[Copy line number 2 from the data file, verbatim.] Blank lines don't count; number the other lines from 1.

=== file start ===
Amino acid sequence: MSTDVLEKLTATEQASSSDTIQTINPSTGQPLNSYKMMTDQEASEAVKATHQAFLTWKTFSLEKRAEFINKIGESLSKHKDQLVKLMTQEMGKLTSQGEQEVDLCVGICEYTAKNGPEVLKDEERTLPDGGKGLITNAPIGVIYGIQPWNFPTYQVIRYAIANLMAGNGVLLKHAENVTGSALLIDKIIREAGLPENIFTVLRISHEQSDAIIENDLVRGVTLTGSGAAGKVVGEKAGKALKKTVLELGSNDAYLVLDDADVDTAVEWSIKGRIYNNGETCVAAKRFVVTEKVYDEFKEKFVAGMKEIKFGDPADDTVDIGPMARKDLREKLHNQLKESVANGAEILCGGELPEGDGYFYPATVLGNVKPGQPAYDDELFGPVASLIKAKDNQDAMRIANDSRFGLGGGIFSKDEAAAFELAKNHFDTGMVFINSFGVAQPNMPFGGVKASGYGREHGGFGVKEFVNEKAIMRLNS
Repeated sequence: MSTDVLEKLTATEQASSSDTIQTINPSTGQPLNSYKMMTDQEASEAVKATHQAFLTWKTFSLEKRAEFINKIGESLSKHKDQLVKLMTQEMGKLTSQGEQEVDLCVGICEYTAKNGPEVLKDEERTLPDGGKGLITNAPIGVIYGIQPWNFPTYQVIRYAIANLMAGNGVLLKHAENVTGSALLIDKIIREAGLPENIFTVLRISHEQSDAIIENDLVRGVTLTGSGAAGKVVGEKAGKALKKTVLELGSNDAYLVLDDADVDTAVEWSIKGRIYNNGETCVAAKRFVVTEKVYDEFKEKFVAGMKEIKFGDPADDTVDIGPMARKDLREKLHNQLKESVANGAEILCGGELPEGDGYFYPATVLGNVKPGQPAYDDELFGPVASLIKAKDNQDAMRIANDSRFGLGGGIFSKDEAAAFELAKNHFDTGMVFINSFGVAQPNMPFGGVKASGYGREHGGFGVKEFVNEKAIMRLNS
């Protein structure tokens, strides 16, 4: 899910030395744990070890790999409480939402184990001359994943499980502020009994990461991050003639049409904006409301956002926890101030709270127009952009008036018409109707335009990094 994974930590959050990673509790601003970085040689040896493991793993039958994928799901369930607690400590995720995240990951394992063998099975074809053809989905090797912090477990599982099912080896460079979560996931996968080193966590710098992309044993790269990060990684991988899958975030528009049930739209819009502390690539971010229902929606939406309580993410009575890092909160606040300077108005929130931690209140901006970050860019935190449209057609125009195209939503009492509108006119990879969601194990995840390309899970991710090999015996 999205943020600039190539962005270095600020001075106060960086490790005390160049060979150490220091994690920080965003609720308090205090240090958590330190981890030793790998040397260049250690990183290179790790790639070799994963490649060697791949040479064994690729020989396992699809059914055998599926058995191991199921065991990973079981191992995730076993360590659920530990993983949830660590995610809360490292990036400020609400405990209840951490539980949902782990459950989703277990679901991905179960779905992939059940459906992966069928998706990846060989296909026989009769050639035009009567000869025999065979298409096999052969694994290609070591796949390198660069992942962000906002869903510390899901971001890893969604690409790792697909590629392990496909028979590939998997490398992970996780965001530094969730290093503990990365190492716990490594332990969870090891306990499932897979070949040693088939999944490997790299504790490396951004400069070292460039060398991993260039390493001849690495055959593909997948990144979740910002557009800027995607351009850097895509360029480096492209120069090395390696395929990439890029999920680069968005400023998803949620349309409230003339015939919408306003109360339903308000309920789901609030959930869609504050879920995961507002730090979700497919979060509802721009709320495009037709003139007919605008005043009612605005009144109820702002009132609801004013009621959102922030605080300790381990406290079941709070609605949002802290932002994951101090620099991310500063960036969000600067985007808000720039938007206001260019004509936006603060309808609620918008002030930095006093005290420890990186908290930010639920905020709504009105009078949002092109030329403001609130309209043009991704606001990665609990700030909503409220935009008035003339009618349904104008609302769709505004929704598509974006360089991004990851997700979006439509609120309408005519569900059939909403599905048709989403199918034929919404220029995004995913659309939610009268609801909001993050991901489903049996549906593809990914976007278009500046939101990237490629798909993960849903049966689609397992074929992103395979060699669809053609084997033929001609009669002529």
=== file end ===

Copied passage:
Repeated sequence: MSTDVLEKLTATEQASSSDTIQTINPSTGQPLNSYKMMTDQEASEAVKATHQAFLTWKTFSLEKRAEFINKIGESLSKHKDQLVKLMTQEMGKLTSQGEQEVDLCVGICEYTAKNGPEVLKDEERTLPDGGKGLITNAPIGVIYGIQPWNFPTYQVIRYAIANLMAGNGVLLKHAENVTGSALLIDKIIREAGLPENIFTVLRISHEQSDAIIENDLVRGVTLTGSGAAGKVVGEKAGKALKKTVLELGSNDAYLVLDDADVDTAVEWSIKGRIYNNGETCVAAKRFVVTEKVYDEFKEKFVAGMKEIKFGDPADDTVDIGPMARKDLREKLHNQLKESVANGAEILCGGELPEGDGYFYPATVLGNVKPGQPAYDDELFGPVASLIKAKDNQDAMRIANDSRFGLGGGIFSKDEAAAFELAKNHFDTGMVFINSFGVAQPNMPFGGVKASGYGREHGGFGVKEFVNEKAIMRLNS